A Dying Breed
Tibetan Monks are a dying breed. There is no way around it. It is sad and it is unfair, but the reality of the situation is that they have been under the control of an occupation state who's interest lies far from that of the Tibetans. To put it bluntly, it may be another few decades before they are technically extinct.
Those were the thoughts going through my mind when I was watching these jovial monks go about their daily chores at the Tashilhunpo Monastery next to the city of Shigatse. I was trying to reconcile the images I had formed in mind when I was a boy with the reality I saw as an adult. As a kid, I had imagined coming here to see a thriving culture bustling with life and ancient wisdom. As I walked around the monastery and the surrounding town, the acute absence of life almost seemed to echo off the walls of hundreds of small, vacant buildings. There were certainly people around, but the people were disconnected from the purpose of the structures in some strange way so that you knew that time had passed the monastery by.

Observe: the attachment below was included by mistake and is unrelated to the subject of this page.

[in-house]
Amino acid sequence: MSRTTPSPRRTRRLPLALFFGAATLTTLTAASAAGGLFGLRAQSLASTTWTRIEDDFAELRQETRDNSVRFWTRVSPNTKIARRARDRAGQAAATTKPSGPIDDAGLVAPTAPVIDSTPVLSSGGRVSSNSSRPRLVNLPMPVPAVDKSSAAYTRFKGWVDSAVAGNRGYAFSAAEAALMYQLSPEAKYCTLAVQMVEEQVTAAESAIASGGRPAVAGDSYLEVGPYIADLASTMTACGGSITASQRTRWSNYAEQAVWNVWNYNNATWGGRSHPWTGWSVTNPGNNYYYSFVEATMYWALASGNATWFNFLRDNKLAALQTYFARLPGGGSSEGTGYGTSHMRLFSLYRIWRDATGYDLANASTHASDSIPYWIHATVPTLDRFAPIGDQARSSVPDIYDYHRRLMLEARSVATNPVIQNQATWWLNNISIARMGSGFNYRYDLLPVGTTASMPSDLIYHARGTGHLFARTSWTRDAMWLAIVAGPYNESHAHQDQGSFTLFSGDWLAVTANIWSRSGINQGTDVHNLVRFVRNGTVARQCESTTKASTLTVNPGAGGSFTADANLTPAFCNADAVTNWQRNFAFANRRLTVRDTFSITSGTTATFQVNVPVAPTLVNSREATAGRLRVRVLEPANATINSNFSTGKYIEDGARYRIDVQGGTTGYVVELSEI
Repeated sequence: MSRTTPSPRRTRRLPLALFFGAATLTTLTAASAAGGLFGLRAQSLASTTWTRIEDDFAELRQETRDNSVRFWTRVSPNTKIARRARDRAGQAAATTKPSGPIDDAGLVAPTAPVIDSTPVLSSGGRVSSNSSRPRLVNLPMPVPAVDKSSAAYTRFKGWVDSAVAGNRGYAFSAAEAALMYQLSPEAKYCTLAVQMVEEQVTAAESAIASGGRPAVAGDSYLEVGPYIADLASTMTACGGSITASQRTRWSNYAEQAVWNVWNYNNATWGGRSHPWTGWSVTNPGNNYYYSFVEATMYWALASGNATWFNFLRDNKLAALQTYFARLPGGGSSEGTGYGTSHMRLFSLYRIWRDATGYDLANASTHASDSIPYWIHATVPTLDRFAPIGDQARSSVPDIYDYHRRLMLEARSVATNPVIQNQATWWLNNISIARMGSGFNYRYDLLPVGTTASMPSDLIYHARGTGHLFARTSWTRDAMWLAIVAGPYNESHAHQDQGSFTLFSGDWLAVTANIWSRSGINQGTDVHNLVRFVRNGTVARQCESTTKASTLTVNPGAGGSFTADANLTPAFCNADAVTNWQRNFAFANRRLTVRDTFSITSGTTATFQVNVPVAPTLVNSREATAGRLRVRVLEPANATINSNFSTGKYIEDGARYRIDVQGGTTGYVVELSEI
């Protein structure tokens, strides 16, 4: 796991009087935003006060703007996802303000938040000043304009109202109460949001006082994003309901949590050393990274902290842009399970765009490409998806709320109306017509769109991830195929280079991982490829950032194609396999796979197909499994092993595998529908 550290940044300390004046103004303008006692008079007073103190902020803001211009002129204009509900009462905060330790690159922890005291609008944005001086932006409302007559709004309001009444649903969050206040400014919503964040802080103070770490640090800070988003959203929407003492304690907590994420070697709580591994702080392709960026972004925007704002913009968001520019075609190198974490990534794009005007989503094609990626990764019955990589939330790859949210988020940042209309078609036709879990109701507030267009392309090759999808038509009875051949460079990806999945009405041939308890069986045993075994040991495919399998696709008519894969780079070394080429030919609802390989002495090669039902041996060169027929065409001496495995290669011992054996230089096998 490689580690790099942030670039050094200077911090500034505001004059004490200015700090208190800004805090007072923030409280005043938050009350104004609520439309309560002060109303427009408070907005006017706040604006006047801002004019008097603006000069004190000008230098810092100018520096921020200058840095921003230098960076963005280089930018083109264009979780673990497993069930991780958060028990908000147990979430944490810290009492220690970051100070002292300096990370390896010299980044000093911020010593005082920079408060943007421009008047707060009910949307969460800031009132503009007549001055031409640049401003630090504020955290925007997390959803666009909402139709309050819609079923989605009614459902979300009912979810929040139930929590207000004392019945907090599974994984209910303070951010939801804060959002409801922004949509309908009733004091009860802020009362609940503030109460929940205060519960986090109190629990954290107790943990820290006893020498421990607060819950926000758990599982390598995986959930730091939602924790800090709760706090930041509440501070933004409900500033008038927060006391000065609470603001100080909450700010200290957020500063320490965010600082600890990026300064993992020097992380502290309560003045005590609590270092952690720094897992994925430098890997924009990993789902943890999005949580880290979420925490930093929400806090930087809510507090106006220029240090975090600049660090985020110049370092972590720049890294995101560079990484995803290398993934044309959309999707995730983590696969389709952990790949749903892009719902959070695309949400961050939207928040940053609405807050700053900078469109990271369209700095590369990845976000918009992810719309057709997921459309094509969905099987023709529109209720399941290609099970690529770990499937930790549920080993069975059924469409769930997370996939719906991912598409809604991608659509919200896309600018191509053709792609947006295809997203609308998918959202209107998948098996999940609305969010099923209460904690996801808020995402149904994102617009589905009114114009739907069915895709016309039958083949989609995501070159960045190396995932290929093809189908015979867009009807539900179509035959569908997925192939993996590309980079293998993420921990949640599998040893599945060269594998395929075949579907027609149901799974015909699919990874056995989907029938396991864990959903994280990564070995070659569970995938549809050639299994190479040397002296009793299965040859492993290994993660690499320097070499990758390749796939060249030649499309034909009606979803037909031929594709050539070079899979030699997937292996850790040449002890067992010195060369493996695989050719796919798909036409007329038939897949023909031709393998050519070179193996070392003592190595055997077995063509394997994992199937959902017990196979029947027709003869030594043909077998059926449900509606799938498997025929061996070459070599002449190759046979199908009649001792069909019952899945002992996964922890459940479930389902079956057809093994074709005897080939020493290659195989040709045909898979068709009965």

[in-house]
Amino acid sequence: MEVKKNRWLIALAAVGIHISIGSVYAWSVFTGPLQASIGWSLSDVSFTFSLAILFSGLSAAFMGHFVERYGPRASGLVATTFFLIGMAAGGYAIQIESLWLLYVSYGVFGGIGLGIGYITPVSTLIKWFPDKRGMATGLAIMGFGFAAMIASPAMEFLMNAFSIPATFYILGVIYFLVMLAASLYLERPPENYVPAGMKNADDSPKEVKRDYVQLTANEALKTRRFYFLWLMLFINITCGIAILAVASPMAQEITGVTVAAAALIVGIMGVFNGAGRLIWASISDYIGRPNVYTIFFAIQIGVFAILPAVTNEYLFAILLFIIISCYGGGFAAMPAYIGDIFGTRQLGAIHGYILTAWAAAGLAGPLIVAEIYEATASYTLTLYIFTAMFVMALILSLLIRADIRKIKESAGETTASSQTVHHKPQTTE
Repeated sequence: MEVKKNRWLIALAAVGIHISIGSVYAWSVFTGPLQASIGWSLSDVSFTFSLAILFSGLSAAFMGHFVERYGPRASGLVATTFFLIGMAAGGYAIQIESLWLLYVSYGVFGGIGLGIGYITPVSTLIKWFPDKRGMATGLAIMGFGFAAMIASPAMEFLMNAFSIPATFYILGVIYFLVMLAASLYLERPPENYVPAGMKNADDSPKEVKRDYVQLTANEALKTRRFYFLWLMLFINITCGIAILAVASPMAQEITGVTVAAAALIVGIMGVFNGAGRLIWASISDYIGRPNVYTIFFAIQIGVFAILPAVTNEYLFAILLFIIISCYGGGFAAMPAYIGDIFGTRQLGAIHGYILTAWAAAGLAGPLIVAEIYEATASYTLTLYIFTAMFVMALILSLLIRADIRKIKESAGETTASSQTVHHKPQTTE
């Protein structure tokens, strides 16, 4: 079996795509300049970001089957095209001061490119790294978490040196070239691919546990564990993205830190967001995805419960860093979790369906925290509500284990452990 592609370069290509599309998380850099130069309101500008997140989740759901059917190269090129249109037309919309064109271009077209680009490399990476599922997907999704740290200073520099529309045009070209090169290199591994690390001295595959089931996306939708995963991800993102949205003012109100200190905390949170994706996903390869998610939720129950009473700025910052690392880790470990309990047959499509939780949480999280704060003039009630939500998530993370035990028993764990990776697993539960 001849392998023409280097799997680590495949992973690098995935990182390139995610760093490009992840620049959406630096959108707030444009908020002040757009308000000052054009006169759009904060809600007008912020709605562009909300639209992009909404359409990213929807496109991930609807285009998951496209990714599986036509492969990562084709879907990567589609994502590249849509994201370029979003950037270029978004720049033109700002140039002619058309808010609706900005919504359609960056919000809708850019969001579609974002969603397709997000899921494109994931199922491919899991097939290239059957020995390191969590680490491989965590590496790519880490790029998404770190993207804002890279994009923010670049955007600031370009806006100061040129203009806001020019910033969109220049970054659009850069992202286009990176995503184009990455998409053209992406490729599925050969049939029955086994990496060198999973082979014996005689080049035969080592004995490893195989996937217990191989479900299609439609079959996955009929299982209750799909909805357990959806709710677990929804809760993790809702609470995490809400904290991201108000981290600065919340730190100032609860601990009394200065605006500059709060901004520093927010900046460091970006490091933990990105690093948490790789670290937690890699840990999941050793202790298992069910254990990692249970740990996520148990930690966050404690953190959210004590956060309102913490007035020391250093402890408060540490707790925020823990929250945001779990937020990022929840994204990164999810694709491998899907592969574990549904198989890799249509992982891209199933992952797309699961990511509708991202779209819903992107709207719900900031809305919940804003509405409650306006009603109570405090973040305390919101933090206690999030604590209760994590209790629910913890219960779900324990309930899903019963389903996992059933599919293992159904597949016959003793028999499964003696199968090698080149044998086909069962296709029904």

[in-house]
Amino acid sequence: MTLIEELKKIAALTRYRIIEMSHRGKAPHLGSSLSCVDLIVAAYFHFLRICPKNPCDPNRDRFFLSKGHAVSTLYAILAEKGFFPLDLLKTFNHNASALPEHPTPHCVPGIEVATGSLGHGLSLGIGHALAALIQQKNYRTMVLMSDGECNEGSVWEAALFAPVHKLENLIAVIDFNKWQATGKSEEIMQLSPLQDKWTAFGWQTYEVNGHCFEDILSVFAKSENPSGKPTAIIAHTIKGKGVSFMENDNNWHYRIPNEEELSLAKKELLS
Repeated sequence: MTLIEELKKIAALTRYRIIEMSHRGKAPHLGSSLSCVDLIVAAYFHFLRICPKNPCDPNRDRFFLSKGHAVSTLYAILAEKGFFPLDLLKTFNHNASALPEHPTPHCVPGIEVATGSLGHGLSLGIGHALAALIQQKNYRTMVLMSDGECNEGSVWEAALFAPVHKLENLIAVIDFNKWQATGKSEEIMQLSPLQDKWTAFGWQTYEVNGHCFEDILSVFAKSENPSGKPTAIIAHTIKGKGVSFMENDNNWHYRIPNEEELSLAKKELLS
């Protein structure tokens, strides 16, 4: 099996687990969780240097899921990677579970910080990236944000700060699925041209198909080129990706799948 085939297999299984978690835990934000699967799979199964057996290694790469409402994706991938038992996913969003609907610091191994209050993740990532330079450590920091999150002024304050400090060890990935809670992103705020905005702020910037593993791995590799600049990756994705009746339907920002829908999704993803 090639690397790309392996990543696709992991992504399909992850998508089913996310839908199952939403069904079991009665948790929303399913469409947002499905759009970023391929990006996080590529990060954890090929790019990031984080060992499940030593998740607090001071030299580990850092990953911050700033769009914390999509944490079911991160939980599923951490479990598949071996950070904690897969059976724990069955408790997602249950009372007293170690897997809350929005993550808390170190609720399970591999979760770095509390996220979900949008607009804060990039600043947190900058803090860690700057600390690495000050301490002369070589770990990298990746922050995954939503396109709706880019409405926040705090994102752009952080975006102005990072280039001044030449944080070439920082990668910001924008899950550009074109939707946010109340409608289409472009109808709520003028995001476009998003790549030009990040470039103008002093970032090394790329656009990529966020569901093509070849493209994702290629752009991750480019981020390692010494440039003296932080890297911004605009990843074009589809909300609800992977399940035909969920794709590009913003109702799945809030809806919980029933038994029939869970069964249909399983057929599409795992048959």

What would happen in another few decades? Would the last of the Tibetan Monks be replaced with Chinese actors for the sake of continuing the lucrative tourist industry? I think that in some way, that mockery would injure the essence of this once-sacred place beyond repair and the world would have lost yet another reason for being proud of its heritage.